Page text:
UBC’s Asian Library, in collaboration with the Chinese Cultural Centre Museum and Archives,  presents Where Did the Immigrants Actually Come From? This exhibit, first shown in the Asian Library in 2010, was followed by a two-year project that involved mapping the villages and towns recorded in the Head Tax database.

The exhibit runs Tuesday to Sunday from 11 a.m. – 5 p.m. until July 3 at the Chinese Cultural Centre Museum in Chinatown (555 Columbia Street, Vancouver).

For more information, please visit here.


canucksHey hockey fans – are you feeling Stanley Cup fever? Then tap into some hockey history courtesy of UBC Library – and impress fellow fans with your knowledge of the Vancouver Canucks and insights into the Canada’s storied sporting pastime. From anecdotes to kids’ lit, biographies to bibliographies, we’ve got something for everyone who’s hot on hockey. So come in, check us out – and cheer on the Canucks!

An article on a digitization project at the Jewish Museum and Archives of British Columbia appears in the May 20, 2011 issue of the Jewish Independent. This oral history project received support from the B.C. History Digitization Program, an initiative of the Irving K. Barber Learning Centre.

You can view the article here: Jewish Independent.

And you can find out more about the digitization program here.

An article on a digitization project at the City of Vancouver Archives appears in the Vancouver Sun. This project, which involves the digitization of panorama images, received support from the B.C. History Digitization Program, an initiative of the Irving K. Barber Learning Centre.

You can view the article here, and find out more about the digitization program here.

UBC Library’s Trish Rosseel and Cindy Underhill from UBC’s Centre for Teaching, Learning and Technology were recently invited to a radio interview on the Dotto Tech radio show. Trish and Cindy spoke about the Digital Tattoo project.

You can listen to the interview here: Digital Tattoo on Dotto Tech

And you can find out more about Digital Tattoo here.

HV1444 .L448 2010 Shelley AM Gavigan & Dorothy E Chunn, eds., The Legal Tender of Gender: Welfare, Law and the Regulation of Women’s Poverty (Oxford: Hart, 2010). K5304.5 .H46 2011 Nicola Henry, War And Rape: Law, Memory And Justice (Abingdon: Routledge, 2011). KE2601 .G82 Peter S. Grant & Grant Buchanan, Canadian Broadcasting Regulatory Handbook, 10th [...]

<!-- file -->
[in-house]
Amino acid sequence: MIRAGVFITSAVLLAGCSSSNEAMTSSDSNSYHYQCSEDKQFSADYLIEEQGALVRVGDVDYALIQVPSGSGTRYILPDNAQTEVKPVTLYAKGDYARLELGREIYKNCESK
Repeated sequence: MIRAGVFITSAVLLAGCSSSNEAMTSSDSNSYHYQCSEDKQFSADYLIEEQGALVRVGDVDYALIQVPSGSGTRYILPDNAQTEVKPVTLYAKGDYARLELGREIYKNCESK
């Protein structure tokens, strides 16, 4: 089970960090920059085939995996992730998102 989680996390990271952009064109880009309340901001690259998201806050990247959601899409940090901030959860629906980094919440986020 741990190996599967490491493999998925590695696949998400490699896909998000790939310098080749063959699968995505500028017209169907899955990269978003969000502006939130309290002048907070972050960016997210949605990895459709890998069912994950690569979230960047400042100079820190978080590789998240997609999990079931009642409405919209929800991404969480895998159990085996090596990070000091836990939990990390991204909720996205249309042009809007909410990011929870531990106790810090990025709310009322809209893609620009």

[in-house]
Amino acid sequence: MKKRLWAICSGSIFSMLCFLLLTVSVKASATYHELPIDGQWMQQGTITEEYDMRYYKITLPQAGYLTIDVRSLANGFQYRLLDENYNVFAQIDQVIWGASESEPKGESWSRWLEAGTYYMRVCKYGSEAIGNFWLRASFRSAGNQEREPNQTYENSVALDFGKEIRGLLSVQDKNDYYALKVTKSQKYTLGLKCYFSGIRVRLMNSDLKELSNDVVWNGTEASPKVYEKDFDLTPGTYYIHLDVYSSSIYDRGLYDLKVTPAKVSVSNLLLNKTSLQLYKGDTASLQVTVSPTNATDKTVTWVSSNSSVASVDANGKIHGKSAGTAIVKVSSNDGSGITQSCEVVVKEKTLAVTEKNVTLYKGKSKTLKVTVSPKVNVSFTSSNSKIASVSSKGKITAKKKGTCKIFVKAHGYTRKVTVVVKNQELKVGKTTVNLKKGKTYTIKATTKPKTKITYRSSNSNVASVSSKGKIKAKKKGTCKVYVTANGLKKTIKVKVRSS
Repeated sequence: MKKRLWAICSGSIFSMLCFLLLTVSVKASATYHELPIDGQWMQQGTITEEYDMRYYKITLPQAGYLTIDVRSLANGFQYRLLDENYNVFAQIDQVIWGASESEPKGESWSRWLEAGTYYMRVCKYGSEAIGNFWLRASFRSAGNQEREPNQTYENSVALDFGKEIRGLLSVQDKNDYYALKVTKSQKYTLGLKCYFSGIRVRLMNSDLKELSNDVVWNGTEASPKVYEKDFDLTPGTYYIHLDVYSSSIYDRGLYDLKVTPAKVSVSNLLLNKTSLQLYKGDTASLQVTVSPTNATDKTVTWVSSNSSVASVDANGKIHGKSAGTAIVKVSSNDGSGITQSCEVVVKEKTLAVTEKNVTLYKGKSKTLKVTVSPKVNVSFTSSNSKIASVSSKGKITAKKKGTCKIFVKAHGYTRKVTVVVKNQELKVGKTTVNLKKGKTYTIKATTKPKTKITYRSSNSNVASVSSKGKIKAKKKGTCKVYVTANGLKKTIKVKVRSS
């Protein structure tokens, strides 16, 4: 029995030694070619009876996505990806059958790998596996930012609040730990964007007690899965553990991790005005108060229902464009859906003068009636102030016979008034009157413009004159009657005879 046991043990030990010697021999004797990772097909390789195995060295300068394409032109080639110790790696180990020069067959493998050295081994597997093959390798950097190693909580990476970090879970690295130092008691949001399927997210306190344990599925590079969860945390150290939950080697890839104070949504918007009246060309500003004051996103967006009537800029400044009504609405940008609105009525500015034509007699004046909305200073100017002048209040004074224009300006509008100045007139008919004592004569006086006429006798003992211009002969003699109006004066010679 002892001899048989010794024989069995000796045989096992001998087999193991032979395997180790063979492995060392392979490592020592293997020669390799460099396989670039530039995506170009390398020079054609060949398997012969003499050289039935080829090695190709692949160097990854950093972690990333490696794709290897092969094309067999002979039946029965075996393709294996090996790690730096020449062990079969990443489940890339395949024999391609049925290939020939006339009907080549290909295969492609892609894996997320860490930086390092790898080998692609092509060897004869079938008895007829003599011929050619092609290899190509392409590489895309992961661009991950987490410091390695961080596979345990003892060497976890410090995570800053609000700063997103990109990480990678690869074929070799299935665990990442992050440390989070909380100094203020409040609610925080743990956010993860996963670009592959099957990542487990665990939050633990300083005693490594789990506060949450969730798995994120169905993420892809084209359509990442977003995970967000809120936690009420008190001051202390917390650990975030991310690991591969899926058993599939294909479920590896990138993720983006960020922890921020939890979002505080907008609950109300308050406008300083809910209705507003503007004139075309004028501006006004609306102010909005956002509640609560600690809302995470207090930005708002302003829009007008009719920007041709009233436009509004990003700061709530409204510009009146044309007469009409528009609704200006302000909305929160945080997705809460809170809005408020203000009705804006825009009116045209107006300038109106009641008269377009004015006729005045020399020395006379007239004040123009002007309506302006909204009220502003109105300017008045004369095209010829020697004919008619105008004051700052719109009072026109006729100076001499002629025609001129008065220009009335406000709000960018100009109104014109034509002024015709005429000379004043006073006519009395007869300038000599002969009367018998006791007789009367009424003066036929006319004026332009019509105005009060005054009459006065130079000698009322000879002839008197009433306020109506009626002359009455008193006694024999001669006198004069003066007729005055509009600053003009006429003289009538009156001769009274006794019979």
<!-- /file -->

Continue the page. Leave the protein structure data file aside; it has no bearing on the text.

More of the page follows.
New York City education officials are developing more than a dozen new standardized tests, but their main purpose will be to grade teachers, not the students who take them.

Read the full New York Times article here.

Microsoft pushing you to upgrading to Internet Explorer 9? Resist!

Several of our Library e-Resources are not working with IE 9 (Web of Science, for example). This is commonly a problem with the latest version of browsers; the publishers/vendors/platforms just don’t upgrade themselves right away.

We do not have a list of resources that will/won’t work with IE9. So, if possible, just hold off for a while. All platforms comply with Microsoft’s changes eventually.

**Engineering Village is back**

The Engineering Village site is down.

As this is a long weekend in the U.S., it may take a while to come back. Contact Science & Engineering for alternate resources.

Stay tuned for updates.

With the congregation ceremonies in full swing, it is an exciting time of year for UBC graduates, their families and fellow UBC colleagues along with the UBC community and other well-wishers.

A few congregation facts include:

@ In 1916, there were 41 graduates at UBC’s first Congregation ceremony held at the Hotel Vancouver

@ From 1919 to 1923, the first degrees were conferred in Agriculture, Applied Science in Nursing, and Forestry

@ Currently, there are 12 UBC faculties issuing degrees: Agricultural Sciences, Applied Science, Arts, Commerce and Business Administration, Dentistry, Education, Forestry, Graduate Studies, Law, Medicine, Pharmaceutical Sciences and Science.

@ You can view UBC Congregation Ceremonies online at: http://www.graduation.ubc.ca/ubc-vancouver/live-webcast/

So, take a few minutes to celebrate some of UBC’s graduate students’ scholarly research and intellectual output – from across a variety of disciplines – via cIRcle, UBC’s Digital Repository.

Did You Know?

To date, there are almost 60 community and regional planning projects in the SCARP Graduating Projects collection in cIRcle. The projects cover many topics such as capacity building, healthy cities, participatory governance, primary schooling, transit planning, urban design, and more.

Above partial excerpt in italics and image are courtesy of the Graduation at UBC website

a place of mind, The University of British Columbia

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